Team India hopes hockey game vs. ECHL can boost sport back home

India's ice hockey team coach Adam Sherlip (C) talks to players during a practice session inside an ice skating bar and café in a mall in Gurgaon on the outskirts of New Delhi on April 10, 2015. India's ice hockey players have resorted to crowdfunding to take part in an international tournament, saying they are struggling to make ends meet in the cricket-mad country. AFP PHOTO / Chandan KHANNA (Photo credit should read Chandan Khanna/AFP/Getty Images)

The hockey players practice on the natural ice they can find, such as ponds and lakes. Only they aren't skating in some small town in Canada or Minnesota; they're two miles above sea level in the Ladakh region of India.

In about a month, these players from the National Ice Hockey Team of India will take on the ECHL’s Brampton Beast, the first time the ECHL team will face off against a national squad of any country.

“Of course we want to win this game and I’m going to try to win this game,” coach Adam Sherlip said. “But we know we’re going to play against a professional team and we’re not at that level.”

The belief is that an event like this can continue to boost Team India’s overall profile.

“I have no doubt it’s going to elevate the level of hockey in India,” Sherlip said. “One of the big things we’ve been discussing the last few years is finding opportunity to connect Indians in North America to their national team.”

Win or lose, he hopes the Oct. 9 contest in Brampton sends some sort of positive reaction back to his team’s home country.

For the National Ice Hockey Team of India, it’s a chance to take on maybe its greatest challenge as a team – in possibly the nicest conditions it has ever played. For Brampton – an affiliate of the Montreal Canadiens – it’s an opportunity to appeal to a large local population with Indian heritage.

Beyond the obvious novelty of a hockey team from India playing North American professionals, the Indian team will add several players of Indian descent from the Brampton area for the exhibition.

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Team India is supposed to arrive in Canada in early October and tryouts for the local players will be held shortly after

“We felt like if we could pull something together and do an exhibition game, it would be great for a lot of South Asians who live in the area who may not have been to a hockey game or a Brampton Beast game,” Beast president and general manager Cary Kaplan said.

The game came together mostly through the vision of Sherlip, who has been Team India’s head coach since 2009. Due to Brampton’s large Indian population, he targeted that area and that team as a possible spot for an exhibition.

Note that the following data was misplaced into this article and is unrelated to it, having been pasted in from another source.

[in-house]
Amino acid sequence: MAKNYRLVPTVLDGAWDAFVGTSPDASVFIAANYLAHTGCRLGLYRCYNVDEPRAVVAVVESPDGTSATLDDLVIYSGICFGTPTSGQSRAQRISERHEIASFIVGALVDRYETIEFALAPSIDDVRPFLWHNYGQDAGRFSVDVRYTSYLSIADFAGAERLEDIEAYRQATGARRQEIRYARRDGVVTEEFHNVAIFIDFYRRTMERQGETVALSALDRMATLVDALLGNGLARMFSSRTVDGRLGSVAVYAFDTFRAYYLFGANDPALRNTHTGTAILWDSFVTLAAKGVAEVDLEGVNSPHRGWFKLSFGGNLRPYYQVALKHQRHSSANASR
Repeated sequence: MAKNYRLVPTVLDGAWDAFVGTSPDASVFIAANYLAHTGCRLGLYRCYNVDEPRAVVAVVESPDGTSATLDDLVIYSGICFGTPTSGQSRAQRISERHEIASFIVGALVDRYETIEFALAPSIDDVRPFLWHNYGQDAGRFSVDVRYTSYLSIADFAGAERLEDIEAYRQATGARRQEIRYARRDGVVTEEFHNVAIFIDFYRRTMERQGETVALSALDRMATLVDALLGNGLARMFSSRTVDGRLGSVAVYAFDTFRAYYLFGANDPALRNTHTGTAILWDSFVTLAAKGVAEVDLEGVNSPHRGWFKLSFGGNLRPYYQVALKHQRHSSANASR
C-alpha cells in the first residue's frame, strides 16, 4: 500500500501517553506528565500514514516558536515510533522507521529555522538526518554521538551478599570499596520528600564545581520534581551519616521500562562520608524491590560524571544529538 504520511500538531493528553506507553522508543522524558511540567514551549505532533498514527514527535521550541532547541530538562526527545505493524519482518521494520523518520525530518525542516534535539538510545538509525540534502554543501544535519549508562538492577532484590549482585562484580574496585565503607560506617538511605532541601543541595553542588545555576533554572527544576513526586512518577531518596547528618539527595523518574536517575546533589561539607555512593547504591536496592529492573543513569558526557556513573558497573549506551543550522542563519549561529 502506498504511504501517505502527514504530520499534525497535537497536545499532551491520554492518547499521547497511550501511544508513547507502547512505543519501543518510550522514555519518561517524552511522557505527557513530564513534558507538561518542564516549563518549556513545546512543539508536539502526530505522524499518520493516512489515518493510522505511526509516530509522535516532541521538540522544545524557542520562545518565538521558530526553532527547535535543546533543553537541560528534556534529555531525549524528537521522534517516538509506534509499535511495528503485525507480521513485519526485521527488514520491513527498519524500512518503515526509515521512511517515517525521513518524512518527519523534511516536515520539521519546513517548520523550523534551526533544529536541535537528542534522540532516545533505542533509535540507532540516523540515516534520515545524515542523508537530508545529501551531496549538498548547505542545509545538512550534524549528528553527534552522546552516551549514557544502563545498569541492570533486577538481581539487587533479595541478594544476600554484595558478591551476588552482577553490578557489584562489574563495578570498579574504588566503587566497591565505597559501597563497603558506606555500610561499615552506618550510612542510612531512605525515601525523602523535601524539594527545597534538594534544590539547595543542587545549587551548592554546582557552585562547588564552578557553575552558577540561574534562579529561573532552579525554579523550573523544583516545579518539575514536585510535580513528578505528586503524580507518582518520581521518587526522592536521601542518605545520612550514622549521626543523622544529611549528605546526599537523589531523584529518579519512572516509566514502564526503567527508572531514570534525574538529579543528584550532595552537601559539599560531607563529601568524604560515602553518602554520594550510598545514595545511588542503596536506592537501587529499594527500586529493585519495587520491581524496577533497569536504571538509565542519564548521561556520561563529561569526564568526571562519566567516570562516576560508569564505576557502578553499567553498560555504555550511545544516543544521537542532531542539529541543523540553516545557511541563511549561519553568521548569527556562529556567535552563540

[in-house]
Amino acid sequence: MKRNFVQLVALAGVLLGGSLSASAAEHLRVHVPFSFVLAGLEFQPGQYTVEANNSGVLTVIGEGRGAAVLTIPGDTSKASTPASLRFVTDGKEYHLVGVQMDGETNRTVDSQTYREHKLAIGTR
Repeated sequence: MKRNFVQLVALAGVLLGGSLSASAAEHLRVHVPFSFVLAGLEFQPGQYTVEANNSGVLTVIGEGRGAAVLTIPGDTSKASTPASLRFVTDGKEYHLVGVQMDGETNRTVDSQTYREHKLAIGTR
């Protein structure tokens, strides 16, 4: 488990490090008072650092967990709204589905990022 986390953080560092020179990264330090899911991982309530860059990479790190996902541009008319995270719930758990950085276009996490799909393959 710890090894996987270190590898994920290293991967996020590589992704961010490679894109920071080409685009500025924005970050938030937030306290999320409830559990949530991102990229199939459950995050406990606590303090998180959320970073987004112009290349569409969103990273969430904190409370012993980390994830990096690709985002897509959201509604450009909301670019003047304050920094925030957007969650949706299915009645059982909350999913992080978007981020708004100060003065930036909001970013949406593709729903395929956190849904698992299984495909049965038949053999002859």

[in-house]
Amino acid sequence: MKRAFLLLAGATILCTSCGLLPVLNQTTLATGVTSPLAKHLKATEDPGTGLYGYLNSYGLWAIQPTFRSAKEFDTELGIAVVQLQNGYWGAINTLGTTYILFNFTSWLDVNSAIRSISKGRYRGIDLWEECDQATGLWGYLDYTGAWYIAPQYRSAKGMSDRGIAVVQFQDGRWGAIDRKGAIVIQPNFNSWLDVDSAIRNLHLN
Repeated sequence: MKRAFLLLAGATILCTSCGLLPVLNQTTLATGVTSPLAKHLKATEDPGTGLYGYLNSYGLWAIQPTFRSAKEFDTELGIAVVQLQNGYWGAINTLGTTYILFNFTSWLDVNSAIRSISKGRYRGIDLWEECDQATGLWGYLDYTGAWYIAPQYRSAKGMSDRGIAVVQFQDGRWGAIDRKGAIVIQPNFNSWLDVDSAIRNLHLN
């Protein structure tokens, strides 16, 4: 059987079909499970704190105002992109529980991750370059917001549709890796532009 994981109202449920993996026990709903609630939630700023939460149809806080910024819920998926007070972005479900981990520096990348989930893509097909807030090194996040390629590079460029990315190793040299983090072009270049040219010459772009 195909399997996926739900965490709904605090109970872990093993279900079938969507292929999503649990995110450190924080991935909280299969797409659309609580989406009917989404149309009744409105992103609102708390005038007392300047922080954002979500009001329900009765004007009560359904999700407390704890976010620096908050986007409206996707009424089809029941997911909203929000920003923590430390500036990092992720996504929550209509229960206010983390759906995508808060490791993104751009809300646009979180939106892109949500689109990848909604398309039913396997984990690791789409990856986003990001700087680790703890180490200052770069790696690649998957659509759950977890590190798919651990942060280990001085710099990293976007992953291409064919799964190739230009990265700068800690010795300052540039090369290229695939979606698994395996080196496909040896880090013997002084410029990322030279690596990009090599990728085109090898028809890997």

Sherlip is not Indian. He lives in Brooklyn, grew up on Long Island and used to work for the Islanders in a variety of roles. Sherlip came in contact with hockey in Asia while working with the Islanders’ Project Hope, an initiative to spread hockey in China.

Soon-to-be Hockey Hall of Famer Angela Ruggiero eventually guided Sherlip to the Himalayas area.

“She and I had coached in China together. So she informed me about some things going on in the Himalayas and I was immediately drawn to it. In some ways right place and right time and right circumstances,” Sherlip said.

Sherlip’s union with Team India came out of The Hockey Foundation, a non-profit he started that brings the sport to children in “less fortunate regions of the world.”

“We use hockey to help communities and we’ve been doing things in the Himalayas, like donating equipment, providing coaching and stuff like that,” Sherlip said.

Lately, trying to figure out how to push hockey in India has hit a bit of a rough patch. In order to compete in the most recent IIHF Ice Hockey Challenge Cup of Asia Division I in Kuwait, the team needed to start a social media campaign, which eventually proved successful.

The Hockey Foundation has coached roughly 1,500 players in India since 2009, which Sherlip says is the approximate total of registered players in the country. Currently, there are 20 people in the program. 

The squad is comprised of civilians and military, mainly from the northern part of the country.

Said The Indian Express from last April

In spite of being a national team, they are not paid by the Indian government for representing India in Kuwait. Most of their equipment has been gifted by friends or well wishers. In a cricket-crazy nation, Indian ice hockey has been crippled by a general lack of funds. Most of their equipment has been gifted by friends or well-wishers. In a cricket-crazy nation, Indian ice hockey has been crippled by a general lack of funds.

Because of some of these struggles, a portion of the ticket packages for the game against Brampton will go to Team India.

“We’re going to cover their cost. We’re going to donate a portion to try to build hockey there, which is part of the concept,” Kaplan said. “A lot of Canadians who are part of Indian descent that maybe haven’t seen hockey so we’re trying to bring those people to the arena and maybe this is a vehicle to do it.

The long-range goal isn’t to turn India into an Asian hockey power in the next few years. It’s more to just keep building the sport in the region and see where it goes from there.

“The players coming here, I don’t think any of them have traveled outside of Asia,” Kaplan said. “It’s going to be a big event and we hope it’s going to do something for the sport in that country.”

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Josh Cooper is an editor for Puck Daddy on Yahoo Sports. Have a tip? Email him at puckdaddyblog@yahoo.com or follow him on Twitter!

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